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It is not, Sir, without fome reluctance, that, under the influence of these opinions, I have prevailed upon myself to address these letters to you; and you will attribute to the fame motive, my not having given you this trouble fooner. I had moreover an expectation, that the task would have been undertaken by fome perfon, capable of doing greater justice to the subject, and more worthy of your attention. Perceiving however, that the two laft chapters, the fifteenth in particular, of your very laborious and claffical hiftory of the Decline and Fall of the Roman empire, had made upon many an impreffion not at all advantageous to Christianity; and that the filence
of others, of the Clergy efpecially, began to be looked upon as an acquiefcence in what you had therein advanced; I have thought it my duty, with the utmost refpect and good-will towards you, to take the liberty of fuggefting to your confideration, a few remarks upon fome of the paffages, which have been esteemed, (whether you meant, that they should be fo efteemed, or not) as powerfully militating against that revelation, which ftill is to many, what it formerly was to the Greeks, Foolishness; but which we deem to be true, to be the power of God unto falvation to every one that believeth,
To the inquiry, by what means the Chriftian faith obtained fo remark
markable a victory over the eftablished religions of the earth, you rightly answer, By the evidence of the doctrine itself, and the ruling providence of it's Author. But afterwards, in affigning for this aftoniffing event five secondary causes, derived from the paffions of the human heart and the general circumstances of mankind, you feem to fome to have infinuated, that Christianity, like other Impostures, might have made it's way in the world, though it's origin had been as human as the means by which you suppose it was spread. It is no wish or intention of mine, to faften the odium of this infinuation upon you; I fhall fimply endeavour to fhew, that the caufes you produce,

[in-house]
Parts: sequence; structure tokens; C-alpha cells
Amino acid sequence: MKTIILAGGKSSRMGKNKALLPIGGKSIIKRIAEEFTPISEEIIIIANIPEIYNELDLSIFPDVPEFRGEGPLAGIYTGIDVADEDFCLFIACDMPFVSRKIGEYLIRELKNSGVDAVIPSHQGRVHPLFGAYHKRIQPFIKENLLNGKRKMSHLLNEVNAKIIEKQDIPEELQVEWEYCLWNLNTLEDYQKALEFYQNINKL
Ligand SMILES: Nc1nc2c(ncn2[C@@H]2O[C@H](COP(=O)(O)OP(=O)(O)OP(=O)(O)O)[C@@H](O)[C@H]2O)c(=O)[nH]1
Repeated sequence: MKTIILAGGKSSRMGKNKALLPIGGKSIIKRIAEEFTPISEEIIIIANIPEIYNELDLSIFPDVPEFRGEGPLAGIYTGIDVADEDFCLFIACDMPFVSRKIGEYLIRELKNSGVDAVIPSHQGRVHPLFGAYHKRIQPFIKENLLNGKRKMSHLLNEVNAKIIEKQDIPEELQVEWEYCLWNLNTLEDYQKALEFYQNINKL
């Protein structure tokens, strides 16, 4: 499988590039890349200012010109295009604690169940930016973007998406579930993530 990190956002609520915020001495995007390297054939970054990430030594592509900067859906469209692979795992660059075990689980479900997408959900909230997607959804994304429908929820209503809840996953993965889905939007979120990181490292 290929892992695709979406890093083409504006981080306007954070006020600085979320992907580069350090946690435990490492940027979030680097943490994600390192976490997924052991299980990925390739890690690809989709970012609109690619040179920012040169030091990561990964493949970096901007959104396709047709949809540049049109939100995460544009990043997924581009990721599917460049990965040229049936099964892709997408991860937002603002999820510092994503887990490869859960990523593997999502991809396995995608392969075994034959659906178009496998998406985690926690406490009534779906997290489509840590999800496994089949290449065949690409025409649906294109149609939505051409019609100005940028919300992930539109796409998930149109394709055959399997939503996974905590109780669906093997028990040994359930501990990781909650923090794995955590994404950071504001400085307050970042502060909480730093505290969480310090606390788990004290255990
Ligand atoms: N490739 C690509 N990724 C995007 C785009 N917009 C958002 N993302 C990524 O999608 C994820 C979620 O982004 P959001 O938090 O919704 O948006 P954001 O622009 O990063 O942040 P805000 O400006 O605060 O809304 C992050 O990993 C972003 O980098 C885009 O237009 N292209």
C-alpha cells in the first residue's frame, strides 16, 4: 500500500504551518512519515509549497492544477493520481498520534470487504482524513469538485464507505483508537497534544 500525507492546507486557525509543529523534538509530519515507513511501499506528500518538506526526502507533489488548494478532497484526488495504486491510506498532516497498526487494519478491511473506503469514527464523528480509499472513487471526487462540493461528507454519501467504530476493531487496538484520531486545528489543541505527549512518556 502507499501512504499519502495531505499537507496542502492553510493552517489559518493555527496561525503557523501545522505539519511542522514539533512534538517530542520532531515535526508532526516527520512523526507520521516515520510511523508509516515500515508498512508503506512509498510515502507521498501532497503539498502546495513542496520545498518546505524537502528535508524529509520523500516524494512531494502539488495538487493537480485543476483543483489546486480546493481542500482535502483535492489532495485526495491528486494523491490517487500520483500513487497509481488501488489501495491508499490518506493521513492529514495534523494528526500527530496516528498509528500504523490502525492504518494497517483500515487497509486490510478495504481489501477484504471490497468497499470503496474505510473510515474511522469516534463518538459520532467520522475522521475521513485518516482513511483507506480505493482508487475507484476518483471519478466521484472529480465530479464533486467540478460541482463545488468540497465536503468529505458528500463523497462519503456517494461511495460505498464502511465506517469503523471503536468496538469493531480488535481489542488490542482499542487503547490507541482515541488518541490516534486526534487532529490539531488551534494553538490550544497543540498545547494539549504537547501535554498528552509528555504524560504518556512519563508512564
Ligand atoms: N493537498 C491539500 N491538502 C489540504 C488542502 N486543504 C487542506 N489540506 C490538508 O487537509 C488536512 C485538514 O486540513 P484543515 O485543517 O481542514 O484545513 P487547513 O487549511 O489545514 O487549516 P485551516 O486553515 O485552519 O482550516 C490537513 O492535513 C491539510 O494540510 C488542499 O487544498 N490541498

duce, are either inadequate to the attainment of the end proposed; or that their efficiency, great as you imagine it, was derived from other principles than those, you have thought proper to mention.
Your firft caufe is "the inflexi❝ble, and, if you may use the expreffion, the intolerant zeal of "the Christians, derived, it is true, "from the Jewish religion, but "purified from the narrow and "unfocial spirit, which inftead of inviting, had deterred the Gen"tiles from embracing the law of "Mofes." Yes, Sir, we are agreed, that the zeal of the Chriftians was inflexible, neither death, nor life, nor principalities, nor pow ers, nor things prefent, nor things to
come, could bend it into a fepara→ tion from the love of God, which was in Chrift Jefus their Lord; it was an inflexible obftinacy, in not blafpheming the name of Chrift, which every where exposed them to per fecution; and which even your amiable and philofophic Pliny thought proper, for want of other crimes, to punish with death in the Christians of his province.
We are agreed too, that the zeal of the Chriftians was intolerant; for it denounced tribulation and anguish upon every foul of man that did evil, of the few first, and alfo of the Gentile; it would not tolerate in Chriftian worship, thofe who fupplicated the image of Cæfar, who bowed down at the altars